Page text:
Topic

MONEY: economies of architecture

Theme Editor

Jeremy Till

Deadline

15/09/2017

Issue

03

Abstract

The discussion of architecture, with all the visibility of its objects, tends to downplay the invisible flows of money that sustains its production. It is as if the dependency on economic forces is too much to face up to; better then to celebrate the catalytic genius of the architectural hero and then the glorious outputs, and try to ignore everything else that goes on in between. In the spirit of Ardeth, however, this issue intends to probe the that in between space of the operations of architecture, examining the intersection of the projects of architecture with economies, and with it their associated social and political contexts and implications. This builds on recent work in the field, such as that by Peggy Deamer and The Architecture Lobby on work, and by Doug Spencer on architecture and neoliberalism. Both of these clearly show the submission of the theories and discipline of architecture to the forces of global capital. It is only through a better understanding of the the way that contemporary economics cut across architectural operations that one can learn to deal with these dominant forces in a resistive and transformational manner.

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Money Changer and Counter, US362738A. Registered May 17th, 1880; patented May 10th, 1887.

Call for Papers

The discussion of architecture, with all the visibility of its objects, tends to downplay the invisible flows of money that sustains its production. It is as if the dependency on economic forces is too much to face up to; better then to celebrate the catalytic genius of the architectural hero and then the glorious outputs, and try to ignore everything else that goes on in between. In the spirit of Ardeth, however, this issue intends to probe the that in between space of the operations of architecture, examining the intersection of the projects of architecture with economies, and with it their associated social and political contexts and implications. This builds on recent work in the field, such as that by Peggy Deamer and The Architecture Lobby on work, and by Doug Spencer on architecture and neoliberalism. Both of these clearly show the submission of the theories and discipline of architecture to the forces of global capital. It is only through a better understanding of the the way that contemporary economics cut across architectural operations that one can learn to deal with these dominant forces in a resistive and transformational manner.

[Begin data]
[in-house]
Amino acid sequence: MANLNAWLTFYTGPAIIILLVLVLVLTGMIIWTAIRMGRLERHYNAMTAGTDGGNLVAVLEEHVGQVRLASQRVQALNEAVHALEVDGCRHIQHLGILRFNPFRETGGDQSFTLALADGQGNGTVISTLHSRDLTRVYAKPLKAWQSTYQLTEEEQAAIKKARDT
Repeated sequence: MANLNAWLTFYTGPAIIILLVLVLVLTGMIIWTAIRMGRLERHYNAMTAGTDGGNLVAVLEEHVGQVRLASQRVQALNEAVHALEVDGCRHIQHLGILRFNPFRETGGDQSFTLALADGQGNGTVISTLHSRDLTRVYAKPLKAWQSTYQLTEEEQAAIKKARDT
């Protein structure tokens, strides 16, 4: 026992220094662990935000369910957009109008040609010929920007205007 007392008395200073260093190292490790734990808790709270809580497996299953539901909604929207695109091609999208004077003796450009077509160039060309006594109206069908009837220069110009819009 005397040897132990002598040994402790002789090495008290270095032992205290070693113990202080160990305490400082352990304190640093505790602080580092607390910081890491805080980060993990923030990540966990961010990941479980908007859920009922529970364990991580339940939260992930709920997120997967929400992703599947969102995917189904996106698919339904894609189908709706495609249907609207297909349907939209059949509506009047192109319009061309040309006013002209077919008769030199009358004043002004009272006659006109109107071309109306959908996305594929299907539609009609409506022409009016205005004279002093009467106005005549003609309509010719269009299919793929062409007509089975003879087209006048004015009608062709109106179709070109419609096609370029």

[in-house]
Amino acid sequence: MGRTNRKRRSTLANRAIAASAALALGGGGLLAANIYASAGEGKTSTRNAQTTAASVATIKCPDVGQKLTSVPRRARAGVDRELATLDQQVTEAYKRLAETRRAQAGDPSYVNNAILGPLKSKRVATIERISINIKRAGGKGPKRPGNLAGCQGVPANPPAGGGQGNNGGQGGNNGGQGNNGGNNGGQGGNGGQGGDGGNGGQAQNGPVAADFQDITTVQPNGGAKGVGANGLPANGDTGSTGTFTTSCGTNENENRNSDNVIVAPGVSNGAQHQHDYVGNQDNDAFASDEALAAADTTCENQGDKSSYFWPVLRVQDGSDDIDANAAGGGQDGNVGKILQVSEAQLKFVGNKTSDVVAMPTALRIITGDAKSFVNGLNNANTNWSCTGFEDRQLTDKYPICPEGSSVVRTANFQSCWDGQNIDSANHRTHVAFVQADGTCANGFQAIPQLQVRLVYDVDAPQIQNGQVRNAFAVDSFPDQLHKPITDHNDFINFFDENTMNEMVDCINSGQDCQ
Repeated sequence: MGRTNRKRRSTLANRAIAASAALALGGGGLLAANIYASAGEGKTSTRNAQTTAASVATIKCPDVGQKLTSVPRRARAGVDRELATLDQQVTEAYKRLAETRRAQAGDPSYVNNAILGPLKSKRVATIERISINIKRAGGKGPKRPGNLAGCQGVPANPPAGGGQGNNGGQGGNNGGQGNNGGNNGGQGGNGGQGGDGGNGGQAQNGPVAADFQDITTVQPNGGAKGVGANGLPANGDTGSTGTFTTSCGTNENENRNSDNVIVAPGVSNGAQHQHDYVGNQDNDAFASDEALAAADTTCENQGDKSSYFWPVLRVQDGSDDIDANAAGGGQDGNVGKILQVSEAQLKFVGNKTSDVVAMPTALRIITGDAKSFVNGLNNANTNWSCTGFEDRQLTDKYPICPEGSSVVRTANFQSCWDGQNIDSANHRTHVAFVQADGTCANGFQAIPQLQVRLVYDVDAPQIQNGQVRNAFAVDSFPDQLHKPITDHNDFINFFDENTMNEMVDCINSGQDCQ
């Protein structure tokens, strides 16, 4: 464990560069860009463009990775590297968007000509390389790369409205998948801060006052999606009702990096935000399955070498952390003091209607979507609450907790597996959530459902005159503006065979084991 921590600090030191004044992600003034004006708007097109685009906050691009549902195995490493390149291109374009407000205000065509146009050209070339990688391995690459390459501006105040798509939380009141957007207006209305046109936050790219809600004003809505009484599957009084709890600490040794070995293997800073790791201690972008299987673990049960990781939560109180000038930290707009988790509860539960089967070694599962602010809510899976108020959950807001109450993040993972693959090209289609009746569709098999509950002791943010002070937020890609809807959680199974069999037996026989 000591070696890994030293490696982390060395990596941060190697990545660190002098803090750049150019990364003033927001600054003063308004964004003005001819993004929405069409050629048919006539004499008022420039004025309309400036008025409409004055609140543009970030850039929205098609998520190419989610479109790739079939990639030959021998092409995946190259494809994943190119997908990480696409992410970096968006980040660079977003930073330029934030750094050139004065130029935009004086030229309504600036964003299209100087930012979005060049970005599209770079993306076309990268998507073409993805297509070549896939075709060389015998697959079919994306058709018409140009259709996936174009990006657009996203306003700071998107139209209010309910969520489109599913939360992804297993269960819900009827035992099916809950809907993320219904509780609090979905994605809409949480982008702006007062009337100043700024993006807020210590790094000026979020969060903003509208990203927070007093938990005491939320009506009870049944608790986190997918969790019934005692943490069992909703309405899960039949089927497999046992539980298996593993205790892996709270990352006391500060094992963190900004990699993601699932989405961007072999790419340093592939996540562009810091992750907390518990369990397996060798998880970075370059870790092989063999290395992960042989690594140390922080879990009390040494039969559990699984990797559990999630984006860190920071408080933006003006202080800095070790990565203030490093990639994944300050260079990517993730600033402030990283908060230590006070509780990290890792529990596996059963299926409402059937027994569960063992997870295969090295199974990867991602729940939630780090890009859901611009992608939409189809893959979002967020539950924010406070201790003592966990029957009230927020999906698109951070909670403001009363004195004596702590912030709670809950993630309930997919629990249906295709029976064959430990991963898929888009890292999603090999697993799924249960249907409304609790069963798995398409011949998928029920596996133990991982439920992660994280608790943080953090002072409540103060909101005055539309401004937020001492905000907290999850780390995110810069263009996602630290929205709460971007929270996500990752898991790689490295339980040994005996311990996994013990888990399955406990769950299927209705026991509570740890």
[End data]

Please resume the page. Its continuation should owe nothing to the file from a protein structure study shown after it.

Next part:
This special issue of Ardeth invites contributors to discuss the economies of architecture, with the following as potential areas to explore:

  • The Economies of Work: following Deamer et al, how are the various modes of architectural work (in practice, in education, in competitions) overseen by economic systems, and what are the possibilities to escape the dominance of the norms?
  • The Economies of Theory: the so-called ‘post-critical’ turn in architectural theory and practice may be read as at best a pragmatic acceptance of, at worst a complicity with, the prevailing economic orthodoxy. What types of theory might best provide a new critical edge that opens up that orthodoxy to inspection and transformation in an architectural context?
  • The Economies of Stuff: architectural operations are at heart about the manipulation of stuff, and this stuff is generally treated as commodity. What are the possibilities for new forms of the supply chain, of the commons, of reuse and so on that reconsider the use of stuff beyond its exchange value.
  • The Economies of Value: architecture, at least the 1% version of its stars, is employed to increase the cultural capital, and hence economic value, of development. Essays that investigate this process are invited, as well as those that look at the way that architecture might intervene in alternative value systems such those of social and environmental capital.
  • The Economies of the Future: with the spectre of the collapse of capitalism haunting much current political debate, we need to start thinking about other economic models and their spatial implications. This section of the issue asks how such alternative models might inflect on architectural operations, from the nature of practice to new spatial and material figurations.